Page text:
US police issue arrest warrant for Erdoğan’s bodyguards
Turkey’s Presiden Tayyip Erdoğan blasted U.S. for charges against his bodyguards after D.C. protest clashes.
Washington police issued an arrest warrant for 12 members of President Tayyip Erdoğan’s security team who were involved in a brawl last month outside the Turkish ambassador’s residence.
They are accused of attacking peaceful protesters during Erdoğan’s visit to Washington last month.
Speaking at a press conference together with Mayor Muriel E. Bowser, D.C. Police Chief Peter Newsham said the men were identified by matching surveillance video from the fight to entry visas and passports. All are charged with various degrees of assault and are thought to be in Turkey, said Newsham.
Two Turkish residents in the U.S. were arrested on Wednesday for their involvement in the assault.
Police authorities stated that 34 people out of 42 who are all involved in the scuffle have been identified and 12 of them are thought to be Erdoğan’s bodyguards.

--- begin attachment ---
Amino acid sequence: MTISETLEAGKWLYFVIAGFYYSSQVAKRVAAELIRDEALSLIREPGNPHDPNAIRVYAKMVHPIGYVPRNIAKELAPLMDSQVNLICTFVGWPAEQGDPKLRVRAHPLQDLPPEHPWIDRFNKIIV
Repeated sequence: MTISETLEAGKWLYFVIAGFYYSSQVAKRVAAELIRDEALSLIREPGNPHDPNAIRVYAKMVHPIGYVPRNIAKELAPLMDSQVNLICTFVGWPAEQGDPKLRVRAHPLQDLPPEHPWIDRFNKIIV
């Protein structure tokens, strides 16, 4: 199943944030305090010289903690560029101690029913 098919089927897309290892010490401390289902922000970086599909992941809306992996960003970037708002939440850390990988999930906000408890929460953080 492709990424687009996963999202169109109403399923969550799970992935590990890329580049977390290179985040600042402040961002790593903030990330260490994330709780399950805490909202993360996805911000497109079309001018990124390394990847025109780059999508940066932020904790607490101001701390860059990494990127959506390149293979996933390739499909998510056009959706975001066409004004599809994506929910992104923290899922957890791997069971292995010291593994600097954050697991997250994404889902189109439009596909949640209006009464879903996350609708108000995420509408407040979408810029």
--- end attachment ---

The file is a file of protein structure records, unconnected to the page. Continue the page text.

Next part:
Speaking in Ankara on Thursday, Erdoğan blasted the D.C. police.
“They have issued arrest warrants for 12 of my bodyguards. What kind of law is this?” the president said. “If my bodyguards cannot protect me then why am I bringing them to America with me?”
“Am I going to use America’s Hans as bodyguards?” he said. “When U.S. leaders come to Turkey they don’t even take Turkish police into their cars, saying they will use their own police. We will fight this decision politically and legally.”
The president accused the demonstrators of being affiliated with a terrorist organisation. He said they got too close to the residence and to him. “And the American police are not doing anything,” Erdogan said. “They are not touching them. Could you imagine what the attitude would be if something similar happened in Turkey?”
TILLERSON: ‘A CLEAR MESSAGE’
The Turkish Foreign Ministry summoned the U.S. ambassador after the charges were announced and said in a statement that the decision “lacks the legal basis.”
Secretary of State Rex Tillerson said in a statement the charges send “a clear message that the U.S. does not tolerate individuals who use intimidation and violence to stifle freedom of speech and legitimate political expression.”